In general, the whole study mission was well-organized by APO through Mr. Shaikh Tanveer Hossain and the Organic Services through Mr. Gerald Herrmann. The project objectives were met. My objectives for participating in this study mission were 95% met.”
RECOMMENDATIONS AND ACTION STEPS
a) General recommendations to APO and APO member countries related to the project outcome
In the next study mission to be organized, in additional to GAP and organic, it is suggested that a lecture/discussion on Halal food should be considered because of the expanding market for Halal certified products. For the visits, it is better if a representative organic vegetable farm or organic livestock and poultry farm as well as a processing facility could be visited to see the entire supply chain (from farm to market shelf). Aside from visits to retail shops selling exclusive organic products, a visit could also be carried out in a regular supermarket selling both organic and conventional products to observe handling and retailing practices and how commingling is avoided. In the ASEAN region, this is more relevant considering that retail markets are selling both types of products in one store. Moreover, there should be additional time allotted for open forum on the future of food safety regulations.
b) Recommendations on potential action steps to be taken by the Philippine NPO (DAP), Philippine Government and organization
In terms of increasing the number of Filipino farmers certified to GAP (which is quite few compared to Thailand), on the part of the Philippine government, there is a need to develop incentive systems to encourage more farmers to produce safe and quality food. Considering also that there is no premium price for GAP certified products, it is necessary to intensify IEC activities not only for the producers but also for the retailers and consumers. If the demand will increase for GAP certified produce, the market price could increase. At present, the GAP certifying body is the Bureau of Plant Industry (BPI) however, it is not yet ISO 17065 accredited it has to align its standard to Global G.A.P. and become one of its partners. In terms of organic agriculture, the global market is growing annually and there is a price premium for organic products.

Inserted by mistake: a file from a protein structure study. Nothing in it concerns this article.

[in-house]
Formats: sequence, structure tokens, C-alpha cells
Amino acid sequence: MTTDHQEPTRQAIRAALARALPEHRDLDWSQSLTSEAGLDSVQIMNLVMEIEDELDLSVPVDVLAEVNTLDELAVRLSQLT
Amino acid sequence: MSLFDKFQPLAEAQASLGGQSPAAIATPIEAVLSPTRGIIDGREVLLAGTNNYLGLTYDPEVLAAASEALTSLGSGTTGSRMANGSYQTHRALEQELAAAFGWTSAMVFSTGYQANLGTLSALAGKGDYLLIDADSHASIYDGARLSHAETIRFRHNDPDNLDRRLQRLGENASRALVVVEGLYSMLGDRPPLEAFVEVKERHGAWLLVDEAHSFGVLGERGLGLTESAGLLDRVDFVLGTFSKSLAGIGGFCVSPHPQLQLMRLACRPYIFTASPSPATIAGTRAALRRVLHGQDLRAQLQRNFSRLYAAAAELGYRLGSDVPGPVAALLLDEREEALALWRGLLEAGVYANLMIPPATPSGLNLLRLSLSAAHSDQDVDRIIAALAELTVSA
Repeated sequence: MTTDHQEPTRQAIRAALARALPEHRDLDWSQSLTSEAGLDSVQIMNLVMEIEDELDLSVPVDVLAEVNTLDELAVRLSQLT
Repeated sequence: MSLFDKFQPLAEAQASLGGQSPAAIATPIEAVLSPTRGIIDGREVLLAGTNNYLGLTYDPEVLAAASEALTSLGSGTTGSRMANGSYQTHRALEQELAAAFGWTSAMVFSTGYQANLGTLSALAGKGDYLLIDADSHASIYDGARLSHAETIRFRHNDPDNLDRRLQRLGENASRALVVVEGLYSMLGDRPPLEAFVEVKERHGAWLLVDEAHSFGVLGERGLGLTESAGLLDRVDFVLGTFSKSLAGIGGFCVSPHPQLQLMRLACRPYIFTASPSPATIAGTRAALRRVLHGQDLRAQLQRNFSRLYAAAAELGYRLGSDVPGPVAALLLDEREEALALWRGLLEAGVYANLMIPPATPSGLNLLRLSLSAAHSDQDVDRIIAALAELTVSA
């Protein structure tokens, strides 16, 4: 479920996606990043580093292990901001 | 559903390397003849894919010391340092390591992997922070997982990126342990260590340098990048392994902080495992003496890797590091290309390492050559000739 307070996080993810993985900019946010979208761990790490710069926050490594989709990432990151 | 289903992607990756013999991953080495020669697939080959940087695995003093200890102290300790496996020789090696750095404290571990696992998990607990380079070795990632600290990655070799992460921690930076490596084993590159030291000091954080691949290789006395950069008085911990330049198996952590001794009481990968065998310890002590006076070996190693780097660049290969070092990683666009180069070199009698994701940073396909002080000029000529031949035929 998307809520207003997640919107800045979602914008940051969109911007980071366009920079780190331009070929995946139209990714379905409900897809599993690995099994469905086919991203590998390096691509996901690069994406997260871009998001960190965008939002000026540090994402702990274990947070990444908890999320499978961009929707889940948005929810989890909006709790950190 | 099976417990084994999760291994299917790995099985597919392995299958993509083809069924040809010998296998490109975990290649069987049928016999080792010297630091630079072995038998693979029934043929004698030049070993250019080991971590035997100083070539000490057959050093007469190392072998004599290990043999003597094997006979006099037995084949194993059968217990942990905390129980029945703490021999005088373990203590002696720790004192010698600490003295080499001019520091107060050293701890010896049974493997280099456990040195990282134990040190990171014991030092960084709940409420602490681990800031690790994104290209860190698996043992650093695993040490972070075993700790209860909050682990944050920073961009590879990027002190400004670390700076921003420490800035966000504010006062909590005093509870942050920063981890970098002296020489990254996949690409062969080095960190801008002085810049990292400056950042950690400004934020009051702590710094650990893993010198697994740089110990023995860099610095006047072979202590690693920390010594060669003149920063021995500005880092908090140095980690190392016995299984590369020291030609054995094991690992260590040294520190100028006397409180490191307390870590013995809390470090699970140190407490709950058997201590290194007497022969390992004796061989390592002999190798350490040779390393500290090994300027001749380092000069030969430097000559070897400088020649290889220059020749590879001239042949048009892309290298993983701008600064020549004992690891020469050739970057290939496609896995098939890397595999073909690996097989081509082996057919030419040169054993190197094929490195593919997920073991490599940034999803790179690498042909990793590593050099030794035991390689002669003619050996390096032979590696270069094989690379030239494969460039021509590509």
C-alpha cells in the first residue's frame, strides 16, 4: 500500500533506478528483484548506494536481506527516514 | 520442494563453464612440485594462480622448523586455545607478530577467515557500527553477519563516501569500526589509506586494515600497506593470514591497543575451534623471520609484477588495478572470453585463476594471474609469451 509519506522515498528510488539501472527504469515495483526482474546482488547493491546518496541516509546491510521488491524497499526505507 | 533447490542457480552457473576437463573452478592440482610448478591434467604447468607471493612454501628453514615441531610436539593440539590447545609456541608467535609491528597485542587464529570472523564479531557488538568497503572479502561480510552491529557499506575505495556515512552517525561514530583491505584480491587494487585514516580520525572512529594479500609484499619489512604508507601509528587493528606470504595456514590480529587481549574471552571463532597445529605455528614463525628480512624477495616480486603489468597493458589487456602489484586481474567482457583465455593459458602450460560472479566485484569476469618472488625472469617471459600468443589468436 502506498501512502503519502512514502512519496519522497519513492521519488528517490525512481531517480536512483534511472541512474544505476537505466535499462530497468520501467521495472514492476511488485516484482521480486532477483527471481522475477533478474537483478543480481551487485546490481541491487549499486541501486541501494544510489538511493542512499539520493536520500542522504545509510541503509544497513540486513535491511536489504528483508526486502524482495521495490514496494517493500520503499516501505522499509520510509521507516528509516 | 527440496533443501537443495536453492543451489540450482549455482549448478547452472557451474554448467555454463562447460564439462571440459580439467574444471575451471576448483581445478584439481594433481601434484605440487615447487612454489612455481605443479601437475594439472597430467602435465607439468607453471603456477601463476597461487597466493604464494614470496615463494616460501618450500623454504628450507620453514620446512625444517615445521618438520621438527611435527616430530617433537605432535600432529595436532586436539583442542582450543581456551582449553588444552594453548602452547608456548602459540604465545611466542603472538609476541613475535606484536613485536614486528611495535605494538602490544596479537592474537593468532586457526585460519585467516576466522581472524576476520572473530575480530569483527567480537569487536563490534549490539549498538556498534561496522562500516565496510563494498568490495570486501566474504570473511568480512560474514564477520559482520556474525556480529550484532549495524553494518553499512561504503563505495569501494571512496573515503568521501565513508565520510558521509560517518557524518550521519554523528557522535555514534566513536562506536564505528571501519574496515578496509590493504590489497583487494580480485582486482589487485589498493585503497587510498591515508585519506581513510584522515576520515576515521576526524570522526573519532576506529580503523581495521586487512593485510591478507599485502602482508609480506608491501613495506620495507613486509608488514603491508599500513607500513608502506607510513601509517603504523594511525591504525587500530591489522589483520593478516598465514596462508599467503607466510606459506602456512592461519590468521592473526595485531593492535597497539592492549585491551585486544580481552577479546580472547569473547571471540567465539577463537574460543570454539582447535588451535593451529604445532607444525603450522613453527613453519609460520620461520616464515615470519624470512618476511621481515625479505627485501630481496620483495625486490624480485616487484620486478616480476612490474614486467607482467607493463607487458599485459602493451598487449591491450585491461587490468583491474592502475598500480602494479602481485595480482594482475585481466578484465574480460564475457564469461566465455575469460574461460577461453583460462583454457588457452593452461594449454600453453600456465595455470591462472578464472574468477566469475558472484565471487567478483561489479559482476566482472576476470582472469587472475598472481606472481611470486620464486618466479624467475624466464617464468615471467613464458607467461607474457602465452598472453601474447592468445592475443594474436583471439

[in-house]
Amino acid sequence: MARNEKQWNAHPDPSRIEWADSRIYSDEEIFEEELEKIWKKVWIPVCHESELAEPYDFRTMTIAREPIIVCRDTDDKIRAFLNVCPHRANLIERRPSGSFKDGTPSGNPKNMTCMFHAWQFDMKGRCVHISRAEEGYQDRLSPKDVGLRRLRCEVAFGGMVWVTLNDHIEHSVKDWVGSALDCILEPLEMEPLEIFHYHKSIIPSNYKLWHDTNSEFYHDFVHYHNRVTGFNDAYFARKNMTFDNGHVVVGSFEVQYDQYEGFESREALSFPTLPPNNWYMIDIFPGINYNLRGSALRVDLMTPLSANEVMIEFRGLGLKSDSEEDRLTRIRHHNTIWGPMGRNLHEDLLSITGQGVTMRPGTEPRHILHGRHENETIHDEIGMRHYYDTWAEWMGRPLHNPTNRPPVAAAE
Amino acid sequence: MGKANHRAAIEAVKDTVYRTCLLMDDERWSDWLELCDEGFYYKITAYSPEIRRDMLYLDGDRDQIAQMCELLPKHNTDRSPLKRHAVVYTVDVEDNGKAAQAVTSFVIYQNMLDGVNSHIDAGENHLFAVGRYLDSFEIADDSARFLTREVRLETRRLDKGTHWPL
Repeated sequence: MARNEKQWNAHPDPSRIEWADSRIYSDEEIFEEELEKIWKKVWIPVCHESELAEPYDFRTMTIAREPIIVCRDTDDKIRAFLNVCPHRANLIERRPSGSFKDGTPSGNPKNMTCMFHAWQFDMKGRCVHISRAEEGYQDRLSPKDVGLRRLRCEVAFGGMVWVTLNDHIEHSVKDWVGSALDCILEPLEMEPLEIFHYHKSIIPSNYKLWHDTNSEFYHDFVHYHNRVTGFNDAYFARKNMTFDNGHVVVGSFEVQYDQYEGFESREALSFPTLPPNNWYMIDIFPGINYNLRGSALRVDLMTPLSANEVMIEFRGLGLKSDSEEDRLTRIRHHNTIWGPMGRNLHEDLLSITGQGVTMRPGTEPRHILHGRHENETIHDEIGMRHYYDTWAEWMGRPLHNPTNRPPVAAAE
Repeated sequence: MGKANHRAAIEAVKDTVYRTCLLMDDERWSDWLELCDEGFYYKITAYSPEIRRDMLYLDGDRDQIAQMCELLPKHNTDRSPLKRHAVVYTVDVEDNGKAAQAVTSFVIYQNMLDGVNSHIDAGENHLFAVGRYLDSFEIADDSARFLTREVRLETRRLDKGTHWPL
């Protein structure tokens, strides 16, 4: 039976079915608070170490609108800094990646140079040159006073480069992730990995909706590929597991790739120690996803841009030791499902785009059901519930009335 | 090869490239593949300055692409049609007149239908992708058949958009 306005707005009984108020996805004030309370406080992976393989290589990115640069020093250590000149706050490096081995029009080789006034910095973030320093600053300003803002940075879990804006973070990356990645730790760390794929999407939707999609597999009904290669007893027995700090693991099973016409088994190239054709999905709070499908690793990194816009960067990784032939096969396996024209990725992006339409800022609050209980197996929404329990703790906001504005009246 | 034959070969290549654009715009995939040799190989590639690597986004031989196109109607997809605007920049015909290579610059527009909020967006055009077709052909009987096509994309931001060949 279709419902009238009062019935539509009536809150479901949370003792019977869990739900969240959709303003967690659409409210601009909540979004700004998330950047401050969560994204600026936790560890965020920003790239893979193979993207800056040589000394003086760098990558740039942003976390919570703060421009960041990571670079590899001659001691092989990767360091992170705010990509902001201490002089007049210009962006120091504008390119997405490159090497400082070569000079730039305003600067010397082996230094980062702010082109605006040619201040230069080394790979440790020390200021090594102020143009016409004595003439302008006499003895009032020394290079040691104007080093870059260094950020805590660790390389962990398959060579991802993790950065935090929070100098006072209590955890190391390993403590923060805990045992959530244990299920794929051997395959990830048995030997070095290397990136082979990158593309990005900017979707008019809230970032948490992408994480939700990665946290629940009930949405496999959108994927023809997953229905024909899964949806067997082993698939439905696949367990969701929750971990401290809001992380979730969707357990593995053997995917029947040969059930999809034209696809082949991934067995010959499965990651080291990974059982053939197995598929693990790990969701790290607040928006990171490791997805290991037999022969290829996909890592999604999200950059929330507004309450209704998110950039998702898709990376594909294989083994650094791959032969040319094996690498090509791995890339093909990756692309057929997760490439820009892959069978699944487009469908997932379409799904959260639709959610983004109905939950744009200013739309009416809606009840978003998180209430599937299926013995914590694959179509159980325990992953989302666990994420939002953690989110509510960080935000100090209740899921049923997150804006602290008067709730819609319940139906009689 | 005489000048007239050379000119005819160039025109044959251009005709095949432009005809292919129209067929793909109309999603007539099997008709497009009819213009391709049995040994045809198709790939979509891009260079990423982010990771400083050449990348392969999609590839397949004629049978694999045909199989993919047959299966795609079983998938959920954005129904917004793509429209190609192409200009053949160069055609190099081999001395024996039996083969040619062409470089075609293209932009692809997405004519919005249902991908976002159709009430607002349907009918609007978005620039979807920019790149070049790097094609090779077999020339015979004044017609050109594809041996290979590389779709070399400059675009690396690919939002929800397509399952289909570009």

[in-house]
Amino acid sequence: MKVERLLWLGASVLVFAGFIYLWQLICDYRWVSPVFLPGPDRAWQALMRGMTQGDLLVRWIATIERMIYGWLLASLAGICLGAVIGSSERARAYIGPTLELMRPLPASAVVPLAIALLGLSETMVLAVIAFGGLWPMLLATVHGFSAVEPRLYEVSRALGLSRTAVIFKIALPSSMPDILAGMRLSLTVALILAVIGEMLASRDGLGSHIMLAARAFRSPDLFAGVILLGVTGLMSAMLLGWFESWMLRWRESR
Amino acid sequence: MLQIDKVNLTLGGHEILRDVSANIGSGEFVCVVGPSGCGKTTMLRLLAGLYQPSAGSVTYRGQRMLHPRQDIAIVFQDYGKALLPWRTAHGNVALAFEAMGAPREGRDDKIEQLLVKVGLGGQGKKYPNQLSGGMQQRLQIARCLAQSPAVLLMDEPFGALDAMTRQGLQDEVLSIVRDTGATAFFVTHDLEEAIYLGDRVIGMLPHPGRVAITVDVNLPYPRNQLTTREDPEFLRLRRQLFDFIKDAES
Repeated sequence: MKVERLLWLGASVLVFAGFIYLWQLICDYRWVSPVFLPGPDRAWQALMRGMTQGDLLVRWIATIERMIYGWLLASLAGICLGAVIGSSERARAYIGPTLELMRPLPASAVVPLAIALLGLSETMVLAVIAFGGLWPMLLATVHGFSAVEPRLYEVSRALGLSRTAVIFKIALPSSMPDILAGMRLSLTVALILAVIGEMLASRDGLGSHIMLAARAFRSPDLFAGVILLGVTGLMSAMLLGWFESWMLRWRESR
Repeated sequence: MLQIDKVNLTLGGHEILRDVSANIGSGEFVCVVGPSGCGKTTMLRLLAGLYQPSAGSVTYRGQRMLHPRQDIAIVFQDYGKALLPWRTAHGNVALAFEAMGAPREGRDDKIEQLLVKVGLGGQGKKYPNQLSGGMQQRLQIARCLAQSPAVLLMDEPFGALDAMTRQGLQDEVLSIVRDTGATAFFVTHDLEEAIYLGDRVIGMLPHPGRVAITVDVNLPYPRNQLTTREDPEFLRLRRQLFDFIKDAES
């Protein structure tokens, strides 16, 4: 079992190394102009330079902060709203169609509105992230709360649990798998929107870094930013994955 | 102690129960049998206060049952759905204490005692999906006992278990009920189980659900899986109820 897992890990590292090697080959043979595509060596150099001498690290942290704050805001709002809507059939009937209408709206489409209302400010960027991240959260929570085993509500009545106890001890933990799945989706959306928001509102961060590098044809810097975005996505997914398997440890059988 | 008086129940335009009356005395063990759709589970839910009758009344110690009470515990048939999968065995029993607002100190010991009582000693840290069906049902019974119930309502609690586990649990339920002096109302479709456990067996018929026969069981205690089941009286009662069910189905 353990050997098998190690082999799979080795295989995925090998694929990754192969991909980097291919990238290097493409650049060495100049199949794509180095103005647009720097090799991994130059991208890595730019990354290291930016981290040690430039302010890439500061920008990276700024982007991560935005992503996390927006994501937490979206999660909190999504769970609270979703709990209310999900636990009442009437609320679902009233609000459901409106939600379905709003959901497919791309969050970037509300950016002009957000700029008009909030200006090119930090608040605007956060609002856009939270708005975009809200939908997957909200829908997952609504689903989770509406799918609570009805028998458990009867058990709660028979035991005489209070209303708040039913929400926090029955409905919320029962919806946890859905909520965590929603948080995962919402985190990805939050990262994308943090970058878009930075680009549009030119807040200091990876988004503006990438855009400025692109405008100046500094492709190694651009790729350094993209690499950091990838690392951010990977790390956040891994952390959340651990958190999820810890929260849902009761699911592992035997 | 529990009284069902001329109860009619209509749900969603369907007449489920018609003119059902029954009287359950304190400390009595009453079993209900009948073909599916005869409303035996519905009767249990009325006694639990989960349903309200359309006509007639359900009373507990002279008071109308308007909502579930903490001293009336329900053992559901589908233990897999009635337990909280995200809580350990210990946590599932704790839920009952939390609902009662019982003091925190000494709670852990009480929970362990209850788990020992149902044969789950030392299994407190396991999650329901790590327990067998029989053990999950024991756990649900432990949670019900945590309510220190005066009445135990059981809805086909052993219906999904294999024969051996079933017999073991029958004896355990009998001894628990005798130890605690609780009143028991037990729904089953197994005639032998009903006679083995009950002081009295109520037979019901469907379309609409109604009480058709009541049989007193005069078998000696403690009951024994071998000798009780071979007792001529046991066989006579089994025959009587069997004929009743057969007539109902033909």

The Philippines has the largest organic area in the ASEAN region and plays an important role in the export of organic products. However, to ensure that production demand is met, there is a need to increase organic crop productivity while ensuring optimum soil and water quality. Training on the use of software on monitoring organic integrity and food safety could be considered by DAP in the future. This is crucial to enable regulatory agencies as well as certification bodies to carry out surveillance audits on organic operators and food producers/processors/traders.
In addition, an info-seminar on the certification requirements for GAP, Halal, Organic and food safety systems (of U.S., E.U., Japan and Middle East) could also be carried out to assist exporters of agricultural products.
On the part of my organization (Department of Agriculture), we will continue to do R&D projects on improving the quality of organic fertilizers and increasing yield of crops under organic production systems. Growing organic crops in greenhouses will be further promoted (as seen in the Research Center on Horticulture that we have visited). As one of the implementing agencies of the National Organic Agriculture Program, the institution (Bureau of Soils and Water Management) will apply as a member of the IFOAM Organics International to participate actively in the discussions on various concerns of the organic sector.
For more details about the program, you may e-mail APO grantee Ms. Karen Bautista at karensbautista917 @ gmail.com